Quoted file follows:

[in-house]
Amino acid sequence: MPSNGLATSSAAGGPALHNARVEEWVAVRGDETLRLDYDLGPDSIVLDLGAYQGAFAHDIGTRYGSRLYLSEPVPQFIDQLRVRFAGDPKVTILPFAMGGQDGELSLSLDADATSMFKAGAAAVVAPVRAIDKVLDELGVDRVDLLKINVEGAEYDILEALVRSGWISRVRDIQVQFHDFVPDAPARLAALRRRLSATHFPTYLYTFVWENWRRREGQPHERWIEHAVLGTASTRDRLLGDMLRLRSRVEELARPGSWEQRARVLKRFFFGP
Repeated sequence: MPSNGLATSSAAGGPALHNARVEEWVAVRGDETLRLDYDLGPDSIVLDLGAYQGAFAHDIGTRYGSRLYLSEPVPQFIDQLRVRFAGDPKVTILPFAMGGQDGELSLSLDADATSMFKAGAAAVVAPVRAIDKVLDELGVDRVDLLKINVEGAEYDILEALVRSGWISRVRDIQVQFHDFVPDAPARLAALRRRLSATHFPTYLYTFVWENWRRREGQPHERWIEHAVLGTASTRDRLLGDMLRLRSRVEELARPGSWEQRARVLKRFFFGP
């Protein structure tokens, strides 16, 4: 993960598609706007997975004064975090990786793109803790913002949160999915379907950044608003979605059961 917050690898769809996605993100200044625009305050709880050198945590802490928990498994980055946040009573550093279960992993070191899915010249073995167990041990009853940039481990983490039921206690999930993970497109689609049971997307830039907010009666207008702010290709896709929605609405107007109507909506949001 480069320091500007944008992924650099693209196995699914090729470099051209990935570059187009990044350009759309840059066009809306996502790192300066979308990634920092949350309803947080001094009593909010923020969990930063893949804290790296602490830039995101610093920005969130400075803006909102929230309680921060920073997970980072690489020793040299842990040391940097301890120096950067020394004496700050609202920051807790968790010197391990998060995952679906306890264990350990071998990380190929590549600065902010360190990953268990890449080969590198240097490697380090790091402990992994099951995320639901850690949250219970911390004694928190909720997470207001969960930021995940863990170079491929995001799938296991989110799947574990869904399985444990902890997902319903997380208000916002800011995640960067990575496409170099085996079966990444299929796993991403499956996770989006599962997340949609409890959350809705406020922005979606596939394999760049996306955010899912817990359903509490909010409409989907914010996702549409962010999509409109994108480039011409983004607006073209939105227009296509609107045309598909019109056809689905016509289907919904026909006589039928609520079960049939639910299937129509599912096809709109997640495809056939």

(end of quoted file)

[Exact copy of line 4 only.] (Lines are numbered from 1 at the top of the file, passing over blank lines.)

């Protein structure tokens, strides 16, 4: 993960598609706007997975004064975090990786793109803790913002949160999915379907950044608003979605059961 917050690898769809996605993100200044625009305050709880050198945590802490928990498994980055946040009573550093279960992993070191899915010249073995167990041990009853940039481990983490039921206690999930993970497109689609049971997307830039907010009666207008702010290709896709929605609405107007109507909506949001 480069320091500007944008992924650099693209196995699914090729470099051209990935570059187009990044350009759309840059066009809306996502790192300066979308990634920092949350309803947080001094009593909010923020969990930063893949804290790296602490830039995101610093920005969130400075803006909102929230309680921060920073997970980072690489020793040299842990040391940097301890120096950067020394004496700050609202920051807790968790010197391990998060995952679906306890264990350990071998990380190929590549600065902010360190990953268990890449080969590198240097490697380090790091402990992994099951995320639901850690949250219970911390004694928190909720997470207001969960930021995940863990170079491929995001799938296991989110799947574990869904399985444990902890997902319903997380208000916002800011995640960067990575496409170099085996079966990444299929796993991403499956996770989006599962997340949609409890959350809705406020922005979606596939394999760049996306955010899912817990359903509490909010409409989907914010996702549409962010999509409109994108480039011409983004607006073209939105227009296509609107045309598909019109056809689905016509289907919904026909006589039928609520079960049939639910299937129509599912096809709109997640495809056939």